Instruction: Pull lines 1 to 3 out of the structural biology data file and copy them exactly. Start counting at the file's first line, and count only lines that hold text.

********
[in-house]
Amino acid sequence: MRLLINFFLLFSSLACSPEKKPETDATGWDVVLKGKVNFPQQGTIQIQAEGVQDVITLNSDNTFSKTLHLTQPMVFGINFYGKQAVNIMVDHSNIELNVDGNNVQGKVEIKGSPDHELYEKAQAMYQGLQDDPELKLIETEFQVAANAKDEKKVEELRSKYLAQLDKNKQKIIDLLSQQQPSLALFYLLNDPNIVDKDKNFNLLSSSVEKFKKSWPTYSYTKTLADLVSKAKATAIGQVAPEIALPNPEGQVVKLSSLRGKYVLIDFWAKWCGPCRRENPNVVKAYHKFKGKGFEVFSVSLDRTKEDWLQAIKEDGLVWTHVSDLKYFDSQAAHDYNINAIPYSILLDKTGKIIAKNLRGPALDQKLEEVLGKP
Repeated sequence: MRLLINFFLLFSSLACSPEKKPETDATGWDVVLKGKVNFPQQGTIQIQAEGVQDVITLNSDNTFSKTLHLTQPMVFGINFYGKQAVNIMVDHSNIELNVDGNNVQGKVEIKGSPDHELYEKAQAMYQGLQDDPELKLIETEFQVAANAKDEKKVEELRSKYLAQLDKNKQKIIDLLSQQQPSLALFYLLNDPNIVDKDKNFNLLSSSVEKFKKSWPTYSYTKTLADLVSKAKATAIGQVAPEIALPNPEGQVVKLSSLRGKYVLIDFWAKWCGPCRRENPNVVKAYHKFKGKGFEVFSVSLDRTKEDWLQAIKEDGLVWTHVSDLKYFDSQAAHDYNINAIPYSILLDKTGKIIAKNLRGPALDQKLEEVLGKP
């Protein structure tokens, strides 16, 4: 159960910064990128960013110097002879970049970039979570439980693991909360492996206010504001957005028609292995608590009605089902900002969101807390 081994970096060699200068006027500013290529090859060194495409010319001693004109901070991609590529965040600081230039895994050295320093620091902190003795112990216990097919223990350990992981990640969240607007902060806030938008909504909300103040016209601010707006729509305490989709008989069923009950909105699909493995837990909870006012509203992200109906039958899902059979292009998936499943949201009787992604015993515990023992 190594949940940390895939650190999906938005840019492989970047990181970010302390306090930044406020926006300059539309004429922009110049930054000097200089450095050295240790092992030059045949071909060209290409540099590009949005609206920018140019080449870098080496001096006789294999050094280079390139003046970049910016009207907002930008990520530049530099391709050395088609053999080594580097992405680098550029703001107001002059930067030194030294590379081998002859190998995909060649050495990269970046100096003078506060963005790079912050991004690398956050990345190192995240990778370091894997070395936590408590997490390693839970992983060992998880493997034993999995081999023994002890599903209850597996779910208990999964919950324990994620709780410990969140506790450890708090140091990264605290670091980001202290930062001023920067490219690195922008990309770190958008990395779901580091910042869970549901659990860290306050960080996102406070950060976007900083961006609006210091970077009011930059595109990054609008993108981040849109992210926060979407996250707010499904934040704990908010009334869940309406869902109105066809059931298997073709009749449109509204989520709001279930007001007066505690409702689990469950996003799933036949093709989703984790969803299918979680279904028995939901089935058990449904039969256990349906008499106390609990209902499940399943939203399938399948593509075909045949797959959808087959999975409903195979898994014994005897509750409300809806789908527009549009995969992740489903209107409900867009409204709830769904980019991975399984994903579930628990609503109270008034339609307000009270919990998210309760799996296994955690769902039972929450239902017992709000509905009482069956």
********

[in-house]
Amino acid sequence: MRLLINFFLLFSSLACSPEKKPETDATGWDVVLKGKVNFPQQGTIQIQAEGVQDVITLNSDNTFSKTLHLTQPMVFGINFYGKQAVNIMVDHSNIELNVDGNNVQGKVEIKGSPDHELYEKAQAMYQGLQDDPELKLIETEFQVAANAKDEKKVEELRSKYLAQLDKNKQKIIDLLSQQQPSLALFYLLNDPNIVDKDKNFNLLSSSVEKFKKSWPTYSYTKTLADLVSKAKATAIGQVAPEIALPNPEGQVVKLSSLRGKYVLIDFWAKWCGPCRRENPNVVKAYHKFKGKGFEVFSVSLDRTKEDWLQAIKEDGLVWTHVSDLKYFDSQAAHDYNINAIPYSILLDKTGKIIAKNLRGPALDQKLEEVLGKP
Repeated sequence: MRLLINFFLLFSSLACSPEKKPETDATGWDVVLKGKVNFPQQGTIQIQAEGVQDVITLNSDNTFSKTLHLTQPMVFGINFYGKQAVNIMVDHSNIELNVDGNNVQGKVEIKGSPDHELYEKAQAMYQGLQDDPELKLIETEFQVAANAKDEKKVEELRSKYLAQLDKNKQKIIDLLSQQQPSLALFYLLNDPNIVDKDKNFNLLSSSVEKFKKSWPTYSYTKTLADLVSKAKATAIGQVAPEIALPNPEGQVVKLSSLRGKYVLIDFWAKWCGPCRRENPNVVKAYHKFKGKGFEVFSVSLDRTKEDWLQAIKEDGLVWTHVSDLKYFDSQAAHDYNINAIPYSILLDKTGKIIAKNLRGPALDQKLEEVLGKP